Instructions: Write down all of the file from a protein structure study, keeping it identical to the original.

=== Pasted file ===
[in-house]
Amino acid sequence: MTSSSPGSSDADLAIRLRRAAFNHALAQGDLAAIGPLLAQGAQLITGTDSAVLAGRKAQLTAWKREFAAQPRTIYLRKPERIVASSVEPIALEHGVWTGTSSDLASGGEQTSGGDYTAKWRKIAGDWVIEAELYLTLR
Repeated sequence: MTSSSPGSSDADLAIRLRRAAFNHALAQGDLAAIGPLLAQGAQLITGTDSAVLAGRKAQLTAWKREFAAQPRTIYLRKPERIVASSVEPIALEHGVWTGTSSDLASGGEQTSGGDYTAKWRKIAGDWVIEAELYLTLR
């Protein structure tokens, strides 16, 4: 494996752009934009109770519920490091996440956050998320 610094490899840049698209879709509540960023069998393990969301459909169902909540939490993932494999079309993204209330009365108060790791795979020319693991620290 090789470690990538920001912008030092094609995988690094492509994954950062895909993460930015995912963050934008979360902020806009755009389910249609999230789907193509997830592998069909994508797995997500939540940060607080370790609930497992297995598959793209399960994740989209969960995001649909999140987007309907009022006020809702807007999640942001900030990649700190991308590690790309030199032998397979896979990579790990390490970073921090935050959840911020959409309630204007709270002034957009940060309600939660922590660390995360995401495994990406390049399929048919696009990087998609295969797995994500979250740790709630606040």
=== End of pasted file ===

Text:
[in-house]
Amino acid sequence: MTSSSPGSSDADLAIRLRRAAFNHALAQGDLAAIGPLLAQGAQLITGTDSAVLAGRKAQLTAWKREFAAQPRTIYLRKPERIVASSVEPIALEHGVWTGTSSDLASGGEQTSGGDYTAKWRKIAGDWVIEAELYLTLR
Repeated sequence: MTSSSPGSSDADLAIRLRRAAFNHALAQGDLAAIGPLLAQGAQLITGTDSAVLAGRKAQLTAWKREFAAQPRTIYLRKPERIVASSVEPIALEHGVWTGTSSDLASGGEQTSGGDYTAKWRKIAGDWVIEAELYLTLR
């Protein structure tokens, strides 16, 4: 494996752009934009109770519920490091996440956050998320 610094490899840049698209879709509540960023069998393990969301459909169902909540939490993932494999079309993204209330009365108060790791795979020319693991620290 090789470690990538920001912008030092094609995988690094492509994954950062895909993460930015995912963050934008979360902020806009755009389910249609999230789907193509997830592998069909994508797995997500939540940060607080370790609930497992297995598959793209399960994740989209969960995001649909999140987007309907009022006020809702807007999640942001900030990649700190991308590690790309030199032998397979896979990579790990390490970073921090935050959840911020959409309630204007709270002034957009940060309600939660922590660390995360995401495994990406390049399929048919696009990087998609295969797995994500979250740790709630606040």